Intro - Susan Mull

Submitted on Jul 26, 2019 by  Susan

Opportunities Not Obstacles!


My grandson ran in his first Spartan race on Sunday, and as my eyes followed him, I thought how amazing this was that this could be a metaphor for all the challenges that so many of us have before we realize that we are all so unique and our talents are all needed as we still have so much of the work to be done in eradicating the stigma surrounding HIV, making sure that people really know that HIV is not a crime, and that when our viral load is undetectable it is impossible for us to transmit the virus to anyone, hence U=U or undetectable equals untransmittable! Spartan races for 13 year olds are often 2 miles combined with fifteen obstacles, for example you run, then hoist yourself over walls that are five or six feet tall, you run through huge pits of mud, you navigate an exorbitant amount of monkey bars, but, wait . . . what happens when you struggle with an obstacle or don't make it over, through, or under the designated barrier? You pick yourself up, try again, or do burpees, which we sometimes call squat thrusts, as the penalty, and you move on!

I was diagnosed with HIV in 1993, and I think, at that time, I was really worried about what kind of obstacles this diagnosis would create, especially because I knew I wanted to teach fulltime in the School District of Philadelphia. I guess I forgot for a few moments that I'm the girl who doesn't give up. I connected with people in Philadelphia who were already writing in the We The People newspaper, people who were part of WISDOM, an intrepid group of women who worked to eradicate the stigma surrounding HIV and AIDS, people who were already taking part in conferences, speaking in schools, universities, and even the Lutheran seminary! Through the group WISDOM, we got to meet Sonia Sanchez, the amazing poet, and former professor at Temple University, and we made a film, "Walk With me Sister"! Little did I know I would still be traveling, speaking, examining unjust laws that criminalize HIV in some states, and attending many conferences with the most compassionate, brilliant, fierce, intrepid women I would ever know in 2019! October 1 will be my 26th anniversary of being diagnosed with HIV, and I am still vibrant, I'm a grandmother, I did teach fulltime in the School District of Philadelphia, and I have led workshops at Speak Up. I have been arrested with 169 other activists in July of 2017 in Washington, D.C., as we told our health care stories in an effort to save the Affordable Care Act and at the same time refused to leave the hallways of the Senate Building. I have been featured in the Lancaster newspaper in my own town, and I was one of the POZ 100 in 2018 as one of the people over 50 who have made such a positive difference in the lives of people living with HIV and AIDS because I tell my authentic story, and remind everyone that there is no shame in HIV! In 2018, I graduated from the Lancaster Theological Seminary, which is open and affirming, so my hope is that my Master of Divinity degree will enhance connections I already have with people of many different faiths and spiritual beliefs.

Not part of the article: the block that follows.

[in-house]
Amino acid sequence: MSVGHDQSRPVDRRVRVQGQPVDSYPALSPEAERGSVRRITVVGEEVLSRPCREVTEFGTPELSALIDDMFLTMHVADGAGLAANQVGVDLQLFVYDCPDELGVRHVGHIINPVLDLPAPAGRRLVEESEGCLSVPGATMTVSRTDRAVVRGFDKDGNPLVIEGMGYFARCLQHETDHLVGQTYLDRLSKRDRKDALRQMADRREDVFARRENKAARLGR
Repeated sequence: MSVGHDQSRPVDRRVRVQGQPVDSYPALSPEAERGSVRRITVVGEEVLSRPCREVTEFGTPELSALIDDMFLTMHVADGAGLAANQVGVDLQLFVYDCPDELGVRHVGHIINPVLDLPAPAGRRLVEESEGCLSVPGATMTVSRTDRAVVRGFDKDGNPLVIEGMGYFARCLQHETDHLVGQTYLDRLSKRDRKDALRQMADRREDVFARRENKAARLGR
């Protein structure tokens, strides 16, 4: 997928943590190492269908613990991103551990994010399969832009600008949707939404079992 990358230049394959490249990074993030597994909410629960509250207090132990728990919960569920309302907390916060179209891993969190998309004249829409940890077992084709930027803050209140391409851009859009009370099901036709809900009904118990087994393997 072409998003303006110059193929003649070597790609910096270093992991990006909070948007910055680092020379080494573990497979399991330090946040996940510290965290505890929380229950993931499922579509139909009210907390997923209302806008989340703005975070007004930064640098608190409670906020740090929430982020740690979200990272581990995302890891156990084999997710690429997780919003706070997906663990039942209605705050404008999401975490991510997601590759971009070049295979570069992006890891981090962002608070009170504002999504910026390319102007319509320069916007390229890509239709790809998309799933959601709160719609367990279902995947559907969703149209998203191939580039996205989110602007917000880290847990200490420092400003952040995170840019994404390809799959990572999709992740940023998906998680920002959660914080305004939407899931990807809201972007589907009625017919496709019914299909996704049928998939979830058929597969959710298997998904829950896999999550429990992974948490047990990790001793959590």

Why Susan wants to be part of A Girl Like Me: Besides being a teacher, a poet, a mom and grandmother, an athlete, and musician, being a woman living with HIV has given me so many opportunities to break down barriers, like those obstacles I referred to as I began to write this intro bio/blog. Early on, I realized that there was no proxy for me, for my story, and if I let someone else tell the story of people living with HIV, that would be like letting the non-experts write the book on everything that is courageous and brilliant and intrepid about all of us who are living with HIV! I have read this blog, A Girl Like Me, for years, and marveled that so many of my sisters have borne the brunt of stigma, not only in their communities, but in some churches. We all know that racism, poverty, and stigma kills because we have been the witnesses to the deaths of too many who have died because they didn't get diagnosed in time for the medications to work. There are more "girls like me" who have buried lovers, husbands, friends, and other sisters, and we have often grieved alone because we think others don't quite know what we are going through. My twenty five, almost twenty six years of living with HIV has taught me that my sisters in this work have known all along what I have experienced! They are "Girls Like Me!"

My grandson, son, and daughter-in-law are all three running those Spartan races, and my granddaughter at the age of two and a half says she is ready, too! They have reminded me that there is no need to fear obstacles, rather call them opportunities for growth! The A Girl Like Me blog gives me such a great opportunity to share my story with others, and just like authentic storytelling, so many of our stories free up the voices of those who have been marginalized for too long! There is, indeed, no proxy for any of us! That is why I want to join A Girl Like Me!

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